After a stay of execution afforded to him in the aftermath of the defeats to Ecuador and Argentina in the last batch of World Cup qualifiers, Claudio Borghi knew he and his Chilean side had to deliver a performance of significant improvement in the friendly with Serbia.
Ninety torrid minutes later and Borghi had departed, or has he told the media sacked. Ninety insipid minutes; the match clock not acting as a timer for the game but a countdown until La Roja were Borghi-less, something which fans up and down the Chilean peninsula were eager to see.
Just over 12 months ago La U travelled to Brazil to put in arguably their most devastating performance under Jorge Sampaoli as they obliterated a Flamengo team including Ronaldinho 4-0; prompting headlines in Brazil comparing Los Azules to Barcelona.
On Wednesday night La U were back in Brazil in the quarter-finals of the Copa Sudamericana and in act of symmetry, if that’s the correct word, La U were handed their worst night since Sampaoli took over – if not their worst then certainly their most embarrassing.
From start to finish São Paulo, ruthless and efficient, stormed through La U to devastating effect; Jadson opening and then closing the scoring (there’s that symmetry again) as the Brazilians stuck five past Jhonny Herrera.
La U knew they had to win and Sampaoli set out his team to do just that. And then apologised after for doing so, solely taking the blame.
São Paulo’s pace and precision on the counter-attack was out of this world. Lucas, who moves to France in the new year, scored and put on a show as if to say I’m worth (the reported) £35m, while Luis Fabiano netted the goal of the game, reminiscent to the one Hernan Crespo scored against Liverpool in that Champions League final. Even centre-back Rafael Toloi got in on the act, thundering in a free-kick from 30 yards.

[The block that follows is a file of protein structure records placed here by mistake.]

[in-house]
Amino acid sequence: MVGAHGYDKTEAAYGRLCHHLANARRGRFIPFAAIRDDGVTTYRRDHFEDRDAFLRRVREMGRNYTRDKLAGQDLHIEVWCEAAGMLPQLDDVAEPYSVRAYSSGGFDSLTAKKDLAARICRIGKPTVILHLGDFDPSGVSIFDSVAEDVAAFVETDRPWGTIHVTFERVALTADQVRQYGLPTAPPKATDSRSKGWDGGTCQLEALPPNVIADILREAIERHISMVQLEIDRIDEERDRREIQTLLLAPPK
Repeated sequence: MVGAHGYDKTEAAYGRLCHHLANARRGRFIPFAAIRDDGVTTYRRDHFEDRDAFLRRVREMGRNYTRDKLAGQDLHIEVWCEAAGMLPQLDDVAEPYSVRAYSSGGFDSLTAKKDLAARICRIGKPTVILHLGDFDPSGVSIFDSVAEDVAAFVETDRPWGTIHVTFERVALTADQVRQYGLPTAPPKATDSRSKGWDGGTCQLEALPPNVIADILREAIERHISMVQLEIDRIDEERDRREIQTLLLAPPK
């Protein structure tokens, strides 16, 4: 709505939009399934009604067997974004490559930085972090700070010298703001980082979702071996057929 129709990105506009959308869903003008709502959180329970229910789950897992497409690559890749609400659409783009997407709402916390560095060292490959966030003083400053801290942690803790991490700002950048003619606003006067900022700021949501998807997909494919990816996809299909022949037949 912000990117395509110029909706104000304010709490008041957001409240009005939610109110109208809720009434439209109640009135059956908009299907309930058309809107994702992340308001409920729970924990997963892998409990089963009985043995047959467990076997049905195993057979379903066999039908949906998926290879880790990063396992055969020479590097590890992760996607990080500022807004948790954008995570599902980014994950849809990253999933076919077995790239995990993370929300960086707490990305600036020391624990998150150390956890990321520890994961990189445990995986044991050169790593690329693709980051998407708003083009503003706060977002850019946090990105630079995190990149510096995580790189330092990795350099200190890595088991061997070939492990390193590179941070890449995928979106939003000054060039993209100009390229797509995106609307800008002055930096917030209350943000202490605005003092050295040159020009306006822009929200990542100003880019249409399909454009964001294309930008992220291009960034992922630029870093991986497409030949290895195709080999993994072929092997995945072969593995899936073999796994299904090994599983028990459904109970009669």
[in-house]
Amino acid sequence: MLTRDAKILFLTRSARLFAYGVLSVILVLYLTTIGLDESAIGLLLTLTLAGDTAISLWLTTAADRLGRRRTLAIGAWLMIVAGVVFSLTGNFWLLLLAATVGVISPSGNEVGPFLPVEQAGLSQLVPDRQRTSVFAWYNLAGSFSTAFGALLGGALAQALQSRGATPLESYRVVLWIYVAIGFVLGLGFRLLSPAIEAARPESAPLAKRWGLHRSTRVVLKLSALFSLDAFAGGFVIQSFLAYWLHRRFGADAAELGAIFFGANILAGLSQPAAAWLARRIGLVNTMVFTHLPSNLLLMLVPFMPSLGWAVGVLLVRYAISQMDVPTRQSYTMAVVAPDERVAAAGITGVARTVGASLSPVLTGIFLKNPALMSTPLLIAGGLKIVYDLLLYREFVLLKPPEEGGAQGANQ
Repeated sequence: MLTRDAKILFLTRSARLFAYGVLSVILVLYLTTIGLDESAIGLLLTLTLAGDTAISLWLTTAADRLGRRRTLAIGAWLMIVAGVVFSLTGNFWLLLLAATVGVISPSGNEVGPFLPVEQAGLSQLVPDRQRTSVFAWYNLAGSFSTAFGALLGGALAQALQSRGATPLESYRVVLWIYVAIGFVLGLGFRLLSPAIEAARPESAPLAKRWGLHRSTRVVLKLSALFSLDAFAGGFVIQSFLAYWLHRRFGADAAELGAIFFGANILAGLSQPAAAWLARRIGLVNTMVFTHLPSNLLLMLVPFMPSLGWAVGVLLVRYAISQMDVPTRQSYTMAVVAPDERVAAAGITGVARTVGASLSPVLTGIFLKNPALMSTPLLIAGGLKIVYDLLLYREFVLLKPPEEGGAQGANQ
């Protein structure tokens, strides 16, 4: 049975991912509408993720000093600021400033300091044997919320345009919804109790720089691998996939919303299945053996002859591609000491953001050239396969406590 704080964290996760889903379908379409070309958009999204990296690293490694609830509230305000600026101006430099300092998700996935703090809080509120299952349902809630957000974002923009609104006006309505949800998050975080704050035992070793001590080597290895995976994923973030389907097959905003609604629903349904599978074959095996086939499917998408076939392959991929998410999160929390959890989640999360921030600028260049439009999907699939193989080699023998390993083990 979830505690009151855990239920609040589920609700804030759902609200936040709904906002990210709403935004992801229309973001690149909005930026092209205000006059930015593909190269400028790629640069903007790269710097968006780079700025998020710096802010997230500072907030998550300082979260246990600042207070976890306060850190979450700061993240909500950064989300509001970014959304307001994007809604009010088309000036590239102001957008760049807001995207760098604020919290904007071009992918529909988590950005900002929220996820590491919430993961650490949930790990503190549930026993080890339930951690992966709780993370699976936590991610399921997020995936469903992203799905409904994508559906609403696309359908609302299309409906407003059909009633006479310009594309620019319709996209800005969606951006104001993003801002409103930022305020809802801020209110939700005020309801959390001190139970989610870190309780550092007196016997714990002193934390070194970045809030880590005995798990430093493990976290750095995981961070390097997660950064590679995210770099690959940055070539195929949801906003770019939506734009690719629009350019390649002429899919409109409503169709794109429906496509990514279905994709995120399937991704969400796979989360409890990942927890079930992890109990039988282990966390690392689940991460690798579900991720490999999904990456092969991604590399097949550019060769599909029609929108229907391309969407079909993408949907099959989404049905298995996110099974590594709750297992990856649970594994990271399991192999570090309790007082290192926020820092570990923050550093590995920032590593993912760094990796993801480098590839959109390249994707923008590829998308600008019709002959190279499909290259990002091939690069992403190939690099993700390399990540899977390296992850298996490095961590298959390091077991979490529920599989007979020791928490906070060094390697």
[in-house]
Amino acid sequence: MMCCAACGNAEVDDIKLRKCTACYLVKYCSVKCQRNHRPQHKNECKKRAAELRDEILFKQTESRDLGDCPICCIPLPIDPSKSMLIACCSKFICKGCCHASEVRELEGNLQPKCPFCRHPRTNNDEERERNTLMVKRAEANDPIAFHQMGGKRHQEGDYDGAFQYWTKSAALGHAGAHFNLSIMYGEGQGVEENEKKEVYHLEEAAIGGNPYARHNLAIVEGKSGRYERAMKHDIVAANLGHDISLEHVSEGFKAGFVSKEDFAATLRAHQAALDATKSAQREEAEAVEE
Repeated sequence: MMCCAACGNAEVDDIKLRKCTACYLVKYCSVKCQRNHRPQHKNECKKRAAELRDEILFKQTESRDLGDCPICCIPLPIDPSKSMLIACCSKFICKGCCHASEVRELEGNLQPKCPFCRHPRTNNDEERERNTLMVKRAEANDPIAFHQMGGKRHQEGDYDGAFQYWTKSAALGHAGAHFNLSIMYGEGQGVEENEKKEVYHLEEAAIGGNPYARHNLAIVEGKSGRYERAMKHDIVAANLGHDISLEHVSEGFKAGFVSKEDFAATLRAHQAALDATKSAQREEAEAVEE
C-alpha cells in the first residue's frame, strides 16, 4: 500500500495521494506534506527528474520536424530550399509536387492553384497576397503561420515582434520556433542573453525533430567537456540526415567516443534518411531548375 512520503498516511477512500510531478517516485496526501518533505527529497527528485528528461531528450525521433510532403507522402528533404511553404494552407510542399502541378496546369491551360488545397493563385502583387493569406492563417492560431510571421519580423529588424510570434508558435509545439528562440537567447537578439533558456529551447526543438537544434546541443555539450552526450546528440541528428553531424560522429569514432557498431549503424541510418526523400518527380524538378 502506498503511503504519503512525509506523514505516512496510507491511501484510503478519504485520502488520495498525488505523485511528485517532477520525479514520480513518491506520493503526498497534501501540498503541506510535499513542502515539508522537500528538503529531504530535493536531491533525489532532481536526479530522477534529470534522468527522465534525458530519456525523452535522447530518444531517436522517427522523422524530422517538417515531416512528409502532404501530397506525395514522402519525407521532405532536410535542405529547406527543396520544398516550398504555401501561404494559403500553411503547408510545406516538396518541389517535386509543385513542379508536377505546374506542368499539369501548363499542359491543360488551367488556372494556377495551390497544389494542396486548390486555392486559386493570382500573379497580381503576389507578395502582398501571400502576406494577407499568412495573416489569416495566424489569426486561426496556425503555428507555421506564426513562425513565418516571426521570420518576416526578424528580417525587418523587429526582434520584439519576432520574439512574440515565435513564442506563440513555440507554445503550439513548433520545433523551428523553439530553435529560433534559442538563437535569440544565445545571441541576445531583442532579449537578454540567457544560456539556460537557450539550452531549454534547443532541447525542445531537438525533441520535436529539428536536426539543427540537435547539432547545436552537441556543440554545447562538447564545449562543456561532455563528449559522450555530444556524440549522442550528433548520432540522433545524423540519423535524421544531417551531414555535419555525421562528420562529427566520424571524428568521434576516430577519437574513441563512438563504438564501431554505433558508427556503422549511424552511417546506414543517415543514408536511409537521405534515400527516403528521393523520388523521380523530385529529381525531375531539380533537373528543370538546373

La U and UC look to set up a Clasico Universitario semi-final
The Copa Sudamericana quarter-final second-leg’s kick-off tonight as Universidad de Chile travel to Brazil in an attempt to overturn a 2-0 first-leg loss to Sao Paulo. So what exactly happened in the first-leg’s? Better late than never, I will quickly run through some of the taking points with the addition of highlights of each match and a brief preview on this week’s games.
Santos lifted the Recopa Sudamericana for the first time in their history after a 2-0 aggregate win over Copa Sudamericana holders Universidad de Chile. The first-leg in a wet Santiago finished 0-0 but the quality and pace of the Brazilians on the break proved too much for La U in what was an entertaining and fast-paced encounter.
Jorge Sampaoli had one player in mind when setting La U up in a 4-3-1-2 formation; Neymar. The conservative Albert Acevedo was played at right-back in a flat back four with Matías Rodríguez moved into a right of centre midfield position. In his comments to the press on the eve of the game it was clear how important Sampaoli regarded Neymar, stating that “Santos depend too much on one player (Neymar).”
Santos were sent out in a more functional 4-4-2 by coach Muricy Ramalho; Neymar given freedom to roam around Andre with Felipe Anderson and Patricio Rodriguez on the wings and Arouca and Adriano the holding pair in midfield.
Universidad de Chile’s hunt for an unprecedented seven trophies in 2012 took another blow in Japan.